Provision of relapse prevention interventions in UK NHS Stop Smoking Services: a survey
1 UK Centre for Tobacco Control Studies, Division of Epidemiology and Public Health, University of Nottingham, Nottingham, UK
2 UK Centre for Tobacco Control Studies, Division of Primary Care, University of Nottingham, Nottingham, UK
3 Cancer Research UK Health Behaviour Research Centre, University College London, London, UK
BMC Health Services Research 2010, 10:214 doi:10.1186/1472-6963-10-214Published: 20 July 2010
UK NHS Stop Smoking Services provide cost effective smoking cessation interventions but, as yet, there has been no assessment of their provision of relapse prevention interventions.
Electronic questionnaire survey of 185 UK Stop Smoking Services Managers.
Ninety six Stop Smoking Service managers returned completed questionnaires (52% response rate). Of these, 58.3% (n = 56) ran NHS Stop Smoking Services which provided relapse prevention interventions for clients with the most commonly provided interventions being behavioural support: telephone (77%), group (73%), and individual (54%). Just under half (48%, n = 27) offered nicotine replacement therapy (NRT), 21.4% (n = 12) bupropion; 19.6% (n = 11) varenicline. Over 80% of those providing relapse prevention interventions do so for over six months. Nearly two thirds of all respondents thought it was likely that they would either continue to provide or commence provision of relapse prevention interventions in their services. Of the remaining respondents, 66.7% (n = 22) believed that the government focus on four-week quit rates, and 42.9% (14 services) believed that inadequate funding for provision of relapse prevention interventions, were major barriers to introducing these interventions into routine care.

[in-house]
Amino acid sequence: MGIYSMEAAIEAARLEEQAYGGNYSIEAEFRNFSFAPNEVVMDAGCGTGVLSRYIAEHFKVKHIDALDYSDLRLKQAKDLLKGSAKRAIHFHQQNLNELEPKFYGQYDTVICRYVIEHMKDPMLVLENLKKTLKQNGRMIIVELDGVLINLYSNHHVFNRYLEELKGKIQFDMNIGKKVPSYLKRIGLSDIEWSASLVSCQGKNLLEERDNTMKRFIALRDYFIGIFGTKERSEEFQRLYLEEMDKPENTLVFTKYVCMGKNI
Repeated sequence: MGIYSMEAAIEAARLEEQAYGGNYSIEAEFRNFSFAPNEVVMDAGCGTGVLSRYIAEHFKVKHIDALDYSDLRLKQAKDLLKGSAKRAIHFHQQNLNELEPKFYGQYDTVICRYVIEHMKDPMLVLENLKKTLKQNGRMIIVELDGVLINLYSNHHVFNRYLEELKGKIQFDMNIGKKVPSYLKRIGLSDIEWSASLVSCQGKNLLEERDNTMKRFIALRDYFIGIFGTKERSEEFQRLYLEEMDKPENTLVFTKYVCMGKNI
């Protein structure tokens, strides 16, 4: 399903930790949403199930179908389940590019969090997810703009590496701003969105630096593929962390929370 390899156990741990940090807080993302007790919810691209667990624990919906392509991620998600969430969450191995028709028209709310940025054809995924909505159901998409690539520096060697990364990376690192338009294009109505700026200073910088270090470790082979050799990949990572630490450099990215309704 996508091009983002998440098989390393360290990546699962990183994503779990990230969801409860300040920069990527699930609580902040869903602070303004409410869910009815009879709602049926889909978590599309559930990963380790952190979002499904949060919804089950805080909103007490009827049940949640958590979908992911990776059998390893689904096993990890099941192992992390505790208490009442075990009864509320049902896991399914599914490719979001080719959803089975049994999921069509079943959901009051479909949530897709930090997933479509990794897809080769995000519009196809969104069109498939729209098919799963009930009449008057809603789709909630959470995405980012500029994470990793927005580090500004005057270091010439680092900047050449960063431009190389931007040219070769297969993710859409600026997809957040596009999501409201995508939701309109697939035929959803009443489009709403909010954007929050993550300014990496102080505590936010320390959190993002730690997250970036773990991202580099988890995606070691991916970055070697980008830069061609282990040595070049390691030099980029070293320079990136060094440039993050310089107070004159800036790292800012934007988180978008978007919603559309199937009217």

Just over half of UK managers of NHS Stop Smoking Services who responded to the questionnaire reported that, in their services, relapse prevention interventions were currently provided for clients, despite, at that time, there being a weak evidence base for their effectiveness. The most commonly provided relapse prevention interventions were those for which there was least evidence. If these interventions are found to be effective, barriers would need to be removed before they would become part of routine care.